I’ll be absolutely honest right off the bat, I have never (until recently) seen any of Kenneth Anger’s much lauded back catalogue of film. I feel a little ashamed at myself for say this, especially since I enjoy watching the strange and obscure. Thankfully this has now been rectified after my recent purchase of Magick Lantern Cycle, a collection of Anger’s short films.
As of writing this I have only watch 2 of the 10 shorts – Inauguration of the Pleasure Dome and Puce Moment – which have both blown my mind. The first thing which struck me while watching these pieces was the abundance of style and creativity behind them. Puce Moment for instance hasn’t seemed to have aged in the slightest since its 1949 release. The same can be said about Pleasure Dome, itself released in 1954.
Anger’s work had been recommended to me for years by a close friend (who still continues to open my eyes to more experimental films even after our time at university). So with some gusto I jumped into this mind-altering set with my first viewing of Inauguration of the Pleasure Dome. To say I had never seen anything quite like it would be an understatement.
Clocking in at 38 minutes, this operatic art piece had me slack-jawed throughout its running time. It’s aesthetically interesting to watch with its bright Technicolor madness (as though the art is dripping out of the canvas) and has a certain erotic (and homo-erotic) sensuality running through its unique imagery. And like all good artwork it freaked me out.
Now I’m aware that’s not a very intelligent approach to describe what I was viewing, but I was genuinely lost for any other words. Yet the more I watched it, the more I started to appreciate its sense of dream-like style.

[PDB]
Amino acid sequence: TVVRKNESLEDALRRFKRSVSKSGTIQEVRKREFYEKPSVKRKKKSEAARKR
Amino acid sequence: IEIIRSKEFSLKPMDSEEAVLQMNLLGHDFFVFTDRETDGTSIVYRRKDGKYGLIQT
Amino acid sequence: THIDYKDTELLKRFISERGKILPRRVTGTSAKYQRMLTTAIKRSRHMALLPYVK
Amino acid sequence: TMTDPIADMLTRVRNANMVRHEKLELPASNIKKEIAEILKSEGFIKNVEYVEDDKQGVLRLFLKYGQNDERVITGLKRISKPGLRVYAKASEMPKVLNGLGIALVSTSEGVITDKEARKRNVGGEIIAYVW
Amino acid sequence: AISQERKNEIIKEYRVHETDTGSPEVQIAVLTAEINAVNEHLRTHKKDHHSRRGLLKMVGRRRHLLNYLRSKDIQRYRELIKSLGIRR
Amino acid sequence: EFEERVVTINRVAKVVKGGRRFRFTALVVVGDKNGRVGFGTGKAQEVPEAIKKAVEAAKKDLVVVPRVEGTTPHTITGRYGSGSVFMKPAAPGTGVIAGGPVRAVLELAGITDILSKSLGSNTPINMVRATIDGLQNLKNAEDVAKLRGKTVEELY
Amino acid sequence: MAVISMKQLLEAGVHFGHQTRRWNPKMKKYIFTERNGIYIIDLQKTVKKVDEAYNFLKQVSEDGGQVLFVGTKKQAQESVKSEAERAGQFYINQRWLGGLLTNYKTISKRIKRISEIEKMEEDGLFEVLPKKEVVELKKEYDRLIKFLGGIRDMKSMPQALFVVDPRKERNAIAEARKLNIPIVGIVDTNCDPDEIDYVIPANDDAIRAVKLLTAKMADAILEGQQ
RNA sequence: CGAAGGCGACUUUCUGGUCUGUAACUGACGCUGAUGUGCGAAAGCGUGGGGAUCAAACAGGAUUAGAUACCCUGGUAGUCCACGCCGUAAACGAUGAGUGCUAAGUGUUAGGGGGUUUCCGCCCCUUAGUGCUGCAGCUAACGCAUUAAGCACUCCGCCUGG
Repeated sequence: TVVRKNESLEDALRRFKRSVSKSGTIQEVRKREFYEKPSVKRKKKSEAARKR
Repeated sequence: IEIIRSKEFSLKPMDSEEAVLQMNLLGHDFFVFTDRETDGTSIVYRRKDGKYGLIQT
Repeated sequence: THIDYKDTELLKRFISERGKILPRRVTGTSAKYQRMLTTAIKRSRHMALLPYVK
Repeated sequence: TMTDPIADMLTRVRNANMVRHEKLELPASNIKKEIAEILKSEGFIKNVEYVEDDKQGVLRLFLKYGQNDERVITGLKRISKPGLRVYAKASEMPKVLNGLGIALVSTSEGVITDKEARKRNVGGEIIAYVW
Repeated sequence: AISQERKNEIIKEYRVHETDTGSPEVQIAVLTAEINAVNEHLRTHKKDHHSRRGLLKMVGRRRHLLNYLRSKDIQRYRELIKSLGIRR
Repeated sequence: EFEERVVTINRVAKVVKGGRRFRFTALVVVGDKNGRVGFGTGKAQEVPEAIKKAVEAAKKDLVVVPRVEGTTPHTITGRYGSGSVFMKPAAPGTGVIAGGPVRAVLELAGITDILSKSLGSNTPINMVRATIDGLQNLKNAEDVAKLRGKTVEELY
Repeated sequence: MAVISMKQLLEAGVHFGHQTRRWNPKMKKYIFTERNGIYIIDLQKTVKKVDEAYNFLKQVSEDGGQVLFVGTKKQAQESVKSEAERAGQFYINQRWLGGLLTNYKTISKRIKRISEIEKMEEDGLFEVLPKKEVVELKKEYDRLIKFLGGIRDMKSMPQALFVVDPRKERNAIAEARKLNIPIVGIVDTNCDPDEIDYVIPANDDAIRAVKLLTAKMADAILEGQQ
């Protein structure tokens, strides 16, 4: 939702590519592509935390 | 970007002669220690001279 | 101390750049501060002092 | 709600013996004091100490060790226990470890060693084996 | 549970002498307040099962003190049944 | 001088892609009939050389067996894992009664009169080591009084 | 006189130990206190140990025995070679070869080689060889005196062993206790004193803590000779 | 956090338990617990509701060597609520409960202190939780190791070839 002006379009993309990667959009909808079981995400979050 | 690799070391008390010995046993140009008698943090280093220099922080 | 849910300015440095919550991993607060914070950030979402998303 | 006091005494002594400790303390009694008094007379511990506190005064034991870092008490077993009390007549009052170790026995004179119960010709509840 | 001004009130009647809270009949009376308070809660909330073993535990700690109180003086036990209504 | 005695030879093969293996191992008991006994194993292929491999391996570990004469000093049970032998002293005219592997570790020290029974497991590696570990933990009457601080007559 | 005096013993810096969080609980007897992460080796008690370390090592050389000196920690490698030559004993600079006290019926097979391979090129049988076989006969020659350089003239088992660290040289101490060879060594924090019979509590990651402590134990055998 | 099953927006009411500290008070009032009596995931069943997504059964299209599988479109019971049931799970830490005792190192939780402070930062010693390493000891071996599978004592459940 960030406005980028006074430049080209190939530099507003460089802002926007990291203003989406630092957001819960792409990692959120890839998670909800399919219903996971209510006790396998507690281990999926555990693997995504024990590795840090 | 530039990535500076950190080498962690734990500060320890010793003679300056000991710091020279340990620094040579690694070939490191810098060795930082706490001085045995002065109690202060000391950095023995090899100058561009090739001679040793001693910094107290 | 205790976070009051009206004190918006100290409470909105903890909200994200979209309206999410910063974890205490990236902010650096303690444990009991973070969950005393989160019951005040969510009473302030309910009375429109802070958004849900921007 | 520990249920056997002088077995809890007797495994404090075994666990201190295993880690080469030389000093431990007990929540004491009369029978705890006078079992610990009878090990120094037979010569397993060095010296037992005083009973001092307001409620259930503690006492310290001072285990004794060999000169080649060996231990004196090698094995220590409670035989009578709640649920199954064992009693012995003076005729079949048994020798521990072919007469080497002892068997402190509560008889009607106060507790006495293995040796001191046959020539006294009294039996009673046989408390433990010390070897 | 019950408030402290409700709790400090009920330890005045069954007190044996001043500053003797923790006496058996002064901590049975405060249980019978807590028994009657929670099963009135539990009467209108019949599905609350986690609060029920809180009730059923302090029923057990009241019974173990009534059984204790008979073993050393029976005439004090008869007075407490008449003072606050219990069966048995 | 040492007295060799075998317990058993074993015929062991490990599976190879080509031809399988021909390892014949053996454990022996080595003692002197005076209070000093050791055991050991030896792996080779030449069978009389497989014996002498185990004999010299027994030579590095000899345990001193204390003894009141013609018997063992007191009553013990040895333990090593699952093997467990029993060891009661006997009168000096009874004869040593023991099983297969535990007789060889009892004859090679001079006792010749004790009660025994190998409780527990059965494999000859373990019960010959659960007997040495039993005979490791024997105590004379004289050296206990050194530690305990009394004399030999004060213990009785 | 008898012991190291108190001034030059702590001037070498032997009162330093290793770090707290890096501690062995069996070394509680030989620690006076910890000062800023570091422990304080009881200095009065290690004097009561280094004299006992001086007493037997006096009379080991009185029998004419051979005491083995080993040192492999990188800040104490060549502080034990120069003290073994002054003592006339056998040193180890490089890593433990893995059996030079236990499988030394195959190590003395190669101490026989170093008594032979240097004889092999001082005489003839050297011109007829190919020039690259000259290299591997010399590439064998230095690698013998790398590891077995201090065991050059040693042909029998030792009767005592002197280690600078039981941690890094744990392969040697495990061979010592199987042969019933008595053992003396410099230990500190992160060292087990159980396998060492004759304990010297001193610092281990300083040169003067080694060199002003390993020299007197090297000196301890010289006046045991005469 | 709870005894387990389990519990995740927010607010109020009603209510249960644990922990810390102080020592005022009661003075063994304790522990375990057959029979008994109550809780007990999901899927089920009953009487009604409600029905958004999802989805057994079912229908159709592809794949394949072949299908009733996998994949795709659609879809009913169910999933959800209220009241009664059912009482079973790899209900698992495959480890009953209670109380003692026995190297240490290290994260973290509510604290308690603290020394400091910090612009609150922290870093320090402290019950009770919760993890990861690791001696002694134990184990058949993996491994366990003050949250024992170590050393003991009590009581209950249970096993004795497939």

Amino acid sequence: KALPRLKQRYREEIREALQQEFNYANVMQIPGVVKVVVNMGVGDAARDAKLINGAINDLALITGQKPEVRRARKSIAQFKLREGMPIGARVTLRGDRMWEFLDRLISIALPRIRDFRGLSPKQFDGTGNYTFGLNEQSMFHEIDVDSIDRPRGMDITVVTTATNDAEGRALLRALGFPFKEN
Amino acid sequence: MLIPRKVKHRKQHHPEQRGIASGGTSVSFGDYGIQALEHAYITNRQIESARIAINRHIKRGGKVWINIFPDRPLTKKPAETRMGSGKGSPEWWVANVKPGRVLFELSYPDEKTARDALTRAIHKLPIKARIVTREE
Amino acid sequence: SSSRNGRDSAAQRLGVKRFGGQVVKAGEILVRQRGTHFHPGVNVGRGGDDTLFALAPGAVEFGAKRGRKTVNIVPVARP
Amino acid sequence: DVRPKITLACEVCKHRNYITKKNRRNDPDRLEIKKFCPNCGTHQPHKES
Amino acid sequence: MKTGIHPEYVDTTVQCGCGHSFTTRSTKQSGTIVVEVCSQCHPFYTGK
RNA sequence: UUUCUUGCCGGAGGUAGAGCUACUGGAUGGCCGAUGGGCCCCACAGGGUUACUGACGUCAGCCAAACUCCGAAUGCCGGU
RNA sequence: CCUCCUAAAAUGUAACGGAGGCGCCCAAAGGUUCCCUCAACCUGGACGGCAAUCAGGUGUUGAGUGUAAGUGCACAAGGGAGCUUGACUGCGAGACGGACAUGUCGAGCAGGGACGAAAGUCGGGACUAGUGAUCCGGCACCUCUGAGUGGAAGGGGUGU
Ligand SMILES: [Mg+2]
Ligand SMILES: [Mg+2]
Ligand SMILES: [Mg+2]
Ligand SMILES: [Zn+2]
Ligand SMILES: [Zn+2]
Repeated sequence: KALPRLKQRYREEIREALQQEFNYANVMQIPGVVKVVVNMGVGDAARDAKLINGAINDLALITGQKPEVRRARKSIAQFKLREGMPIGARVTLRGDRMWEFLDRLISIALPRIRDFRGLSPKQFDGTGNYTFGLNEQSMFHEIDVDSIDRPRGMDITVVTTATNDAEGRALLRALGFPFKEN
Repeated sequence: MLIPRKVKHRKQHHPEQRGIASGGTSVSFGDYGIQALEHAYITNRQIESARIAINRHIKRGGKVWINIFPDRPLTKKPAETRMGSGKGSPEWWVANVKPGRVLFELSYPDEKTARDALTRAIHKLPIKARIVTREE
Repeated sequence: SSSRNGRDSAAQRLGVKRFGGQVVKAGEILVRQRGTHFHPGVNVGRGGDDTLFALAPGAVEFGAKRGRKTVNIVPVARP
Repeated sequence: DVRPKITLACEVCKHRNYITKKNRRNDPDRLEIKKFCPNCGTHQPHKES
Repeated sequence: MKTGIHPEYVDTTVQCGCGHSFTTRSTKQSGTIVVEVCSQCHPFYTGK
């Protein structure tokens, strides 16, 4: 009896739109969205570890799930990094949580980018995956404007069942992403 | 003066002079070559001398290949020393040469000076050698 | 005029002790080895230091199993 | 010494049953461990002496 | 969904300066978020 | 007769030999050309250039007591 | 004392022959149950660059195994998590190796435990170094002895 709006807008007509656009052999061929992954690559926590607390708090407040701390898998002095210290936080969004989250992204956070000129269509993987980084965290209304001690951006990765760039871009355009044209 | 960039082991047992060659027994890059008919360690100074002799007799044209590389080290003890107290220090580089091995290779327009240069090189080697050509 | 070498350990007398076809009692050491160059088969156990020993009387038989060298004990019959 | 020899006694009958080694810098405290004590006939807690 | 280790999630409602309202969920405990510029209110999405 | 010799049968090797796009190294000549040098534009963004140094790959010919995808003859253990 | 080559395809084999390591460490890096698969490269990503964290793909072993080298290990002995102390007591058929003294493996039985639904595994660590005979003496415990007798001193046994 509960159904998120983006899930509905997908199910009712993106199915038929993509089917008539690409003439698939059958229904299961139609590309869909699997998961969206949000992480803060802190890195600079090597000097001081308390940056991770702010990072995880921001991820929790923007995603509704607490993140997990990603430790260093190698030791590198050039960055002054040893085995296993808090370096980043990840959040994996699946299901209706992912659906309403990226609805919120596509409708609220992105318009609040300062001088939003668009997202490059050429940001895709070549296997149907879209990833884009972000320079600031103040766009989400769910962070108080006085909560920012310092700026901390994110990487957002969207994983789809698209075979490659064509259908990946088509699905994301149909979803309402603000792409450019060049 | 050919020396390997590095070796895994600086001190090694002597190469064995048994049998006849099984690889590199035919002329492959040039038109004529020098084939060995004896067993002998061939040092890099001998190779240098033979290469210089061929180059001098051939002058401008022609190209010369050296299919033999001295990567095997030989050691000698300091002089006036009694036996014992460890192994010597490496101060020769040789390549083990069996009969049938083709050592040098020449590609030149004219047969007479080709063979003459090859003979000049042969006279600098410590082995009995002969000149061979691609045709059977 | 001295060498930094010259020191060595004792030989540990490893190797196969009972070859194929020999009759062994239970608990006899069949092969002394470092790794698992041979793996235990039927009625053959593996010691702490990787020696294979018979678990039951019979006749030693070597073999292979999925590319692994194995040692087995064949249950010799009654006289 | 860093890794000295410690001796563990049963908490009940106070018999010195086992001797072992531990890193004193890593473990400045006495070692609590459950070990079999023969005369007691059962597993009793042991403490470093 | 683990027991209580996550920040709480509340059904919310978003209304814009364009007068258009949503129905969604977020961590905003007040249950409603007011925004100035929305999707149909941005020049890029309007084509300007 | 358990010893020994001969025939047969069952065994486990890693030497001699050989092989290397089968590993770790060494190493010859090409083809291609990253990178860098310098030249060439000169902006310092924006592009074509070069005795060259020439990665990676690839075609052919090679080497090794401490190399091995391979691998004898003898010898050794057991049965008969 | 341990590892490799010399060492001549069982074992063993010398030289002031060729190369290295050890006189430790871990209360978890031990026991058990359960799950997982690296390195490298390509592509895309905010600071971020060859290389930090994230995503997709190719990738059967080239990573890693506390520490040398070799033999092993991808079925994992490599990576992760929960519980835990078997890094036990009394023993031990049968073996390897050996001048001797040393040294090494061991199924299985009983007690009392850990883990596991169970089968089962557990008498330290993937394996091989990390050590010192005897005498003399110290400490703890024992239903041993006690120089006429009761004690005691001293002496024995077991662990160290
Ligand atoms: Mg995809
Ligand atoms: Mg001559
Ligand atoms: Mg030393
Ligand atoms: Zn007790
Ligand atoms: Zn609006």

It was uncomfortable viewing to start with as I stepped out of my filmic comfort zone, but the more I absorbed the images the more I could see a bizarre beauty to it. I can begin to understand why Anger has inspired so many filmmakers over the years.
The same can be said for my viewing of Puce Moment, itself a 16mm love letter to Hollywood actresses of the time. The more I’ve delved into this set, I’ve found myself feeling inspired to try more with my writing and more out of my comfort zone to attempt making another short film again (after a 6 hiatus from it).
The next Anger piece I am to watch will be Lucifer Rising (1981), hopefully after viewing this I’ll be able to find a set of more descriptive words to help voice my opinion on these seminal works of film art.
Until then, I highly recommend this set if you haven’t already seen it and looking for something mind expanding and inspirational (it’s a Dual Format release from the BFI). The question is, is you’re mind ready for the sensory overload after a trip to the Pleasure Dome?
Think I’m talking gibberish? If so sound off in the comment sections below and let me know if you’ve seen any of Kenneth Anger’s Magick Lantern Cycle (or can recommend anything similar).